Game music has the power to earworm its way into your heart long after you put the controller down. Each week in Game That Tune, we highlight a great tune from a great game (or a great tune from a just-okay game).
Song: “Pursuing My True Self”
Composer: Shōji Meguro
Game: Persona 4 (2008)
There’s only one thing more dangerous to an adolescent than soul-sucking demons from a parallel dimension hellbent on taking over our world and enslaving us all: emotions. For the average teenager, the onslaught of personal angst tends to drown out even the most massive external concerns, and the Shin Megami Tensei: Persona games plays this conflict of interest perfectly. Does the captain of the school basketball team get along with you? Does the shy girl in drama club get butterflies in her stomach when you chat with her? Do your parents just not understand? Each of these relationships affects both your daily routine and your prowess at battling the aforementioned demons. This delicate balance between outward action and inward feelings is immediately apparent in the infectiously catchy intro to Persona 4, “Pursuing My True Self.”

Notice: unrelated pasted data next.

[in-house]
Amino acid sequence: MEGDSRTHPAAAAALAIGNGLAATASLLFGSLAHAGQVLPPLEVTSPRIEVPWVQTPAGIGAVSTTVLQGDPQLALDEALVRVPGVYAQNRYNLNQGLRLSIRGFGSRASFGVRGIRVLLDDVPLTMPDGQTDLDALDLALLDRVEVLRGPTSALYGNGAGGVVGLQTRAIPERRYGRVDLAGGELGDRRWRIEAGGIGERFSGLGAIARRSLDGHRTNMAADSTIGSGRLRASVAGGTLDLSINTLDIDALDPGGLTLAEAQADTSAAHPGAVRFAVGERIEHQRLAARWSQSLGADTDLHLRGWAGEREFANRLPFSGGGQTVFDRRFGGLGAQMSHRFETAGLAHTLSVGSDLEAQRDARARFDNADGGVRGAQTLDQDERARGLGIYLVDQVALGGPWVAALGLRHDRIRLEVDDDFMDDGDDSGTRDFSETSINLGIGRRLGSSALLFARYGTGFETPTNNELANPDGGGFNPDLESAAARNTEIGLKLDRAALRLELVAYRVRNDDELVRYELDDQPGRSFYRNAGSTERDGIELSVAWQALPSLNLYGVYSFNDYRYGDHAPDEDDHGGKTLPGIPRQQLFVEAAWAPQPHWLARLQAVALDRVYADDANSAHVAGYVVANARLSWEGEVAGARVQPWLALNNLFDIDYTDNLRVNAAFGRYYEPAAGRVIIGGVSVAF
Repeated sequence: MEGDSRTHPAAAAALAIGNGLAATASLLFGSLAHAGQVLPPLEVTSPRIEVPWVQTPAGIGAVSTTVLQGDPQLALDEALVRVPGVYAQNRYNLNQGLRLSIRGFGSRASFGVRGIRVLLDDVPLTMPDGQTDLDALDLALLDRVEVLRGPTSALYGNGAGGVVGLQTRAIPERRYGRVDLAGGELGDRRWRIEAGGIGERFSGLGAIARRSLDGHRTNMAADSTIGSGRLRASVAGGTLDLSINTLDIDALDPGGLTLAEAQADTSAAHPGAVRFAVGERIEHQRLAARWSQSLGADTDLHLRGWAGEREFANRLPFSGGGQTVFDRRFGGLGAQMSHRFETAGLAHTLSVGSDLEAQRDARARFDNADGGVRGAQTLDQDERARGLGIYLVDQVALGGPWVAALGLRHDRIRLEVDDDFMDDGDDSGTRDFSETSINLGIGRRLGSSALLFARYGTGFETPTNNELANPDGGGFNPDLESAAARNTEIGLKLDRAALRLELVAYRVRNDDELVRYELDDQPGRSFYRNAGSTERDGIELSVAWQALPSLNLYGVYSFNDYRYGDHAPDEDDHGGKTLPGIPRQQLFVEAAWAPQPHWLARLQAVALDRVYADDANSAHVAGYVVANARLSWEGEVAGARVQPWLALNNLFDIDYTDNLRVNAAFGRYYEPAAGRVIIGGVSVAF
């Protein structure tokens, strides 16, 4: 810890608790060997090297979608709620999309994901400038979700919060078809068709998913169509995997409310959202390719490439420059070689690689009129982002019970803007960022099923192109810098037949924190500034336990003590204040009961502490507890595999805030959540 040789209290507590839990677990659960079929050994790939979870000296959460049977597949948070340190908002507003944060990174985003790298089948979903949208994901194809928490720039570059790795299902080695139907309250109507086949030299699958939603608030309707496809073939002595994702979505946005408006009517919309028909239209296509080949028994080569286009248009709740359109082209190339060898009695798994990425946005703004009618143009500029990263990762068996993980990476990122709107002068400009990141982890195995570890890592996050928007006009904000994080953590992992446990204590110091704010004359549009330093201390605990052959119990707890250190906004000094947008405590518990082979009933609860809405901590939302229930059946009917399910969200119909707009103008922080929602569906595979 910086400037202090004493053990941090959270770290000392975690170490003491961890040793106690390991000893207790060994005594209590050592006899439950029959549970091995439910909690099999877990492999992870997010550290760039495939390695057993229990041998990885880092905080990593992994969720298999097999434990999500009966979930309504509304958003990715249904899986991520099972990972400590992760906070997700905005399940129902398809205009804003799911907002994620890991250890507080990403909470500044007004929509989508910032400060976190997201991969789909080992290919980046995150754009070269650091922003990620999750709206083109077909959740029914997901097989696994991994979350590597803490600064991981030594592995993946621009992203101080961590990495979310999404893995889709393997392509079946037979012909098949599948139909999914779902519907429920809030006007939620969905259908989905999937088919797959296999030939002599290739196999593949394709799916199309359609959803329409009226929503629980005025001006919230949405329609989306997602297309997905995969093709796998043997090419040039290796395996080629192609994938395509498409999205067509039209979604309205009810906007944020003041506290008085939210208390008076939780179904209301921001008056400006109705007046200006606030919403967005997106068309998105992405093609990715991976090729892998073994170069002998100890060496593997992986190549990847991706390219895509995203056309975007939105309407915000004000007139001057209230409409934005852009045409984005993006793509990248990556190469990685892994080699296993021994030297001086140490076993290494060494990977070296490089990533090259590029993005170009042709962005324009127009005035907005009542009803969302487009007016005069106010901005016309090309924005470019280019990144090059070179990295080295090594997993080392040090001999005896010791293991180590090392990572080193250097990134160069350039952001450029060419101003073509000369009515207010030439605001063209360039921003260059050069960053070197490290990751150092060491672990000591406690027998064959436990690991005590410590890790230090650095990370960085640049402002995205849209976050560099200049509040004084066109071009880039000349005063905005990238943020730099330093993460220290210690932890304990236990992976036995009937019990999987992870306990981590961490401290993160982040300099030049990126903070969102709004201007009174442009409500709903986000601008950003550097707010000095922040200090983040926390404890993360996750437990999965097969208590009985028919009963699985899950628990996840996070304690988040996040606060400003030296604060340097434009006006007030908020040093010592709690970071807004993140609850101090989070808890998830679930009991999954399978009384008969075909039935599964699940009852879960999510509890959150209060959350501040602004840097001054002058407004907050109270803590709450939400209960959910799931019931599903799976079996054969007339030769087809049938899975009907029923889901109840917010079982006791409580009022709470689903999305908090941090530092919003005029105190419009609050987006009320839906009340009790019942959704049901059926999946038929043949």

Right off the bat, this song is absolutely more enjoyable than it has any right to be. It’s an upbeat pop song about addressing your feelings and coming to terms with who you are. This is the sort of message we’re accustomed to hearing in slow, dramatic ballads by the likes of Cristina Aguiliera, Pink, and Elliott Smith, three people I don’t especially want other musicians to emulate. The whole tune is a mishmash of canned loops and samples, from the one piano clip that circles the verses to the drugstore Rhodes organ. The hi-hat sounds as though it were played in a different building from the snare drum it counters, and the bass line is so relaxed that halfway through, it seems to forget it’s even part of the band. And then, of course, is the part I always love about J-pop songs: the lyrics. They’re hokey, they don’t rhyme, the meter is all over the place, metaphors are started and forgotten. “We’re all trapped in a maze of relationships. Life goes on with or without you. I swim in the sea of the unconscious.” It reads like a bad middle school love poems—so why is it so great? The fact that the song’s creators don’t have a firm grasp on the nuance of the language allows them, counterintuitively, to free their ideas. And in the end, the middle-school-poetry vibe only heightens the sense of teen angst that makes up such a huge part of the game.